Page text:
TAX HOLIDAY SCHEME

Sandeep Chaufla

The tax holiday incentives under the Income-Tax Act have always been a bone of contention between the Tax Department and the assessees for obvious reasons since it involves revenue impact worth thousands of crores of rupees.

This year, in the tax assessments concluded for financial year 2002-03 (time barred by March 31, 2006) in some cases, the Assessing Officers had raised an issue, a rather un-necessary one, on the requirement of obtaining approval from the Inter-Ministerial Standing Committee (IMSC) by the assessees claiming tax holiday benefit under Section 10A (on profits from export of computer software by an undertaking set up in a Software Technology Park).

In some cases, the officers had given a show cause to the assessees that since the STP approval was not that of the Central Government, the benefit under Section 10A should be denied.

THE PROCESS

It is evident from an analysis of Section 10A and the STP scheme that to be eligible for tax holiday, the undertaking should begin to produce or manufacture (including software) in any Software Technology Parks of India set-up under the STP scheme on or after April 1, 1993.

The STP scheme, announced by the Centre in 1994, provided that an STP may be set up by the Central or State government, public or private sector undertakings or any combination thereof.

The Scheme is to be administered by the Department of Electronics, through Directors of respective STPs, which form part of the Software Technology Parks of India, a society established by the Department of Electronics, and registered under the Societies Registration Act, 1860.

Typically, the approvals obtained by the assessee from STPI state that the approval is issued under the authority of the Government of India under the delegated powers.

In some cases, even the Green Card (issued to undertakings entitled to benefits under the STP scheme) is issued to the assessees under the authority of the Chairman, Inter-Ministerial Standing Committee on Software Technology Parks Scheme.

In 1997, the Government had delegated its powers to accord approval to units under the STP scheme to the Directors of STP.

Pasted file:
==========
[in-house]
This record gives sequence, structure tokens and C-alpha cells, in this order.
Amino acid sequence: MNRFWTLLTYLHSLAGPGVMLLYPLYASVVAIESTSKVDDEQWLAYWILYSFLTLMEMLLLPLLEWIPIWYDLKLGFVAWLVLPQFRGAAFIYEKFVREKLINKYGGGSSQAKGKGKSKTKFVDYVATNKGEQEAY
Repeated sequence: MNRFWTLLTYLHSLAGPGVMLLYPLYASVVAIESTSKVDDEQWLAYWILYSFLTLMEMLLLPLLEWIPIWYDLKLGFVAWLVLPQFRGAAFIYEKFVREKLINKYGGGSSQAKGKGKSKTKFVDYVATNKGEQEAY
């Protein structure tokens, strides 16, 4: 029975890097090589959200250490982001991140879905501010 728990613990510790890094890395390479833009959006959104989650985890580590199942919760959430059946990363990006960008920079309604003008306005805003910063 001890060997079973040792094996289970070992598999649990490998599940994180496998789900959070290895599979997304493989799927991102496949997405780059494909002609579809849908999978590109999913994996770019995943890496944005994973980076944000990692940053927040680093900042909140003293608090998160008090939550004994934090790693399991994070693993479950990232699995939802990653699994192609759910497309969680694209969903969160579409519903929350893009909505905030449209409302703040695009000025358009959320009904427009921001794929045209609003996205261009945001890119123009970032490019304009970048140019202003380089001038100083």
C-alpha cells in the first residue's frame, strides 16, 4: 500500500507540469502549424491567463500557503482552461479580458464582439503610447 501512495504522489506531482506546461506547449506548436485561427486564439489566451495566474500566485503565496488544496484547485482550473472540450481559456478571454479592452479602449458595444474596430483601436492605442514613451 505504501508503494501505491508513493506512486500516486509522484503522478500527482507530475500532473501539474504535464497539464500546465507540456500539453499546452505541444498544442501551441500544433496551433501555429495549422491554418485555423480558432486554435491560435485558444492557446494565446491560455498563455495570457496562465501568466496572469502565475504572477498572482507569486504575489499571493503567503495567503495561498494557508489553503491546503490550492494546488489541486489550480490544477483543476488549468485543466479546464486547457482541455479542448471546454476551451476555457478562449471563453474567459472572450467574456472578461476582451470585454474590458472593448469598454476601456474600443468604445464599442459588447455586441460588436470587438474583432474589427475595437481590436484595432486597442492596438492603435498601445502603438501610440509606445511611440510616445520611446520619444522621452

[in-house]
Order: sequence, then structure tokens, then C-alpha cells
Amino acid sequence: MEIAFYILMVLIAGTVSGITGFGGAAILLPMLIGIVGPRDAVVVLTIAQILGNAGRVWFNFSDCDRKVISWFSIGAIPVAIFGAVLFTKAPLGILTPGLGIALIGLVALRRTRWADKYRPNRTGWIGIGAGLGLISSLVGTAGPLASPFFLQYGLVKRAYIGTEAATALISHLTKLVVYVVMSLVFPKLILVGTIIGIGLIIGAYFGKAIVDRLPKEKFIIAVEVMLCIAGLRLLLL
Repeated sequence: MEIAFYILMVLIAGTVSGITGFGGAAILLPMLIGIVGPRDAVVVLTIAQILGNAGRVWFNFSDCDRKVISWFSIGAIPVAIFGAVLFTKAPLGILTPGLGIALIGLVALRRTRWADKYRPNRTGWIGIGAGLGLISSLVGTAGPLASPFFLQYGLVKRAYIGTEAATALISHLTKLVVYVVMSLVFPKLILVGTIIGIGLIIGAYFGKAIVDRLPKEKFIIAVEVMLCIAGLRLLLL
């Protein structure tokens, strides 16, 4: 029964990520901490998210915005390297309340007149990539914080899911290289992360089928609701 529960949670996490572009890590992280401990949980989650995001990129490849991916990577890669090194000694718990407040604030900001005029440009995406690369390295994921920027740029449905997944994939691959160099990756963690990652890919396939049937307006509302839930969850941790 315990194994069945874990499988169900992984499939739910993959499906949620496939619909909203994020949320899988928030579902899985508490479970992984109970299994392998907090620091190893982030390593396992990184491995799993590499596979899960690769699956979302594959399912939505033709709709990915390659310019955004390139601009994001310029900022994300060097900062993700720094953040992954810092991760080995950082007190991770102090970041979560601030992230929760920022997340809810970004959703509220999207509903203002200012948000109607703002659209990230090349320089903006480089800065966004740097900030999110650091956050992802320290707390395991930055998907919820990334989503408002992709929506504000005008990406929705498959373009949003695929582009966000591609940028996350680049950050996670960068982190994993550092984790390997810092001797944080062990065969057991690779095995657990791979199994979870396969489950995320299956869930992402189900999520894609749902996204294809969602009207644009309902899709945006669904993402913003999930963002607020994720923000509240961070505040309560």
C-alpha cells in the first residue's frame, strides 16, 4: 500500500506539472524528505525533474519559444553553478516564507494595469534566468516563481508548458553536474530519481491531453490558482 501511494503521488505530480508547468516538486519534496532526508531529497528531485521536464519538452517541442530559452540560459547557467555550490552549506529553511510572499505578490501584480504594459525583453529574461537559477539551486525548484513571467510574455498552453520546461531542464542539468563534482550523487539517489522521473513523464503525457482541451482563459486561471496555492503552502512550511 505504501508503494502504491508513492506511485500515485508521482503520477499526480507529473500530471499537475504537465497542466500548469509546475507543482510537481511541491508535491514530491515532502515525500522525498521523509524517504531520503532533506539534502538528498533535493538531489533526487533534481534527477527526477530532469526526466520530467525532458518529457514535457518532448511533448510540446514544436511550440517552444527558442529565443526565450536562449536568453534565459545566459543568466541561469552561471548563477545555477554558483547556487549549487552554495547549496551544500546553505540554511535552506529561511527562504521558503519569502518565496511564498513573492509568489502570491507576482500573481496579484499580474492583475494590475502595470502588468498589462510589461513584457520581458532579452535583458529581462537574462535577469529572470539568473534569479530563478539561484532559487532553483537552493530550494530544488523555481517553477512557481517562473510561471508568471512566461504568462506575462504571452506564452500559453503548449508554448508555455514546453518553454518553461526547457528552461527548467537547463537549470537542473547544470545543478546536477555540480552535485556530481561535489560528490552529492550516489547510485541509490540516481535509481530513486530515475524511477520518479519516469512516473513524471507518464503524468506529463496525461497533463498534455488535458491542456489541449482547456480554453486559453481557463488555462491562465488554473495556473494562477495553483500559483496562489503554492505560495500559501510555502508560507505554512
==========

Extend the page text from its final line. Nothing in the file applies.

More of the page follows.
Therefore, the assessee cannot be required to get specific approvals from the Government of India or the IMSC.

Further, neither Section 10A nor the STP scheme requires the assessee to seek any approval from the Government or the IMSC.

Once the undertaking has been approved by the STPI and the assessee has fulfilled Section 10A conditions, it cannot be denied the tax holiday benefit.

Even if the IMSC approval is required, that is to be obtained by the STPI and not the assessee.

Therefore, seeking an IMSC approval by STPI is management between two government functionaries and cannot, in any circumstance, prejudice the interests of the assessee (being third party), who is following the conditions set by the STP scheme. The assessees are not privy to the internal records and documents of either the IMSC or the STPI.

It has time and again been held by the courts that beneficial provisions should be read in a manner as to further the cause for which the benefit was extended and not to defeat the purpose by raking up administrative issues with which the assessee's are not concerned with at all.

UNWARRANTED?

Further, where the exemption in respect of export of computer software by undertakings set up under the STP scheme has been allowed by the Tax Department since 1993, to rake up issues after almost 12 years of the operation of the scheme is quite unwarranted.

Ultimately, it required the intervention of the Central Board of Direct Taxes, which we believe came quite late in the day, to rest the zeal of some of the tax officers to deny the tax holiday benefit to the software exporters and raise untenable demands on them.

The CBDT also instructed the tax officers not to press for the tax demand made consequent to this issue.

All this underscores the need for better coordination among the various government departments and functionaries, including the tax officers and the CBDT, so that assessees are not put to undue hardship.

(The author is Director, BSR & Co.)

(This article was published in the Business Line print edition dated April 20, 2006)
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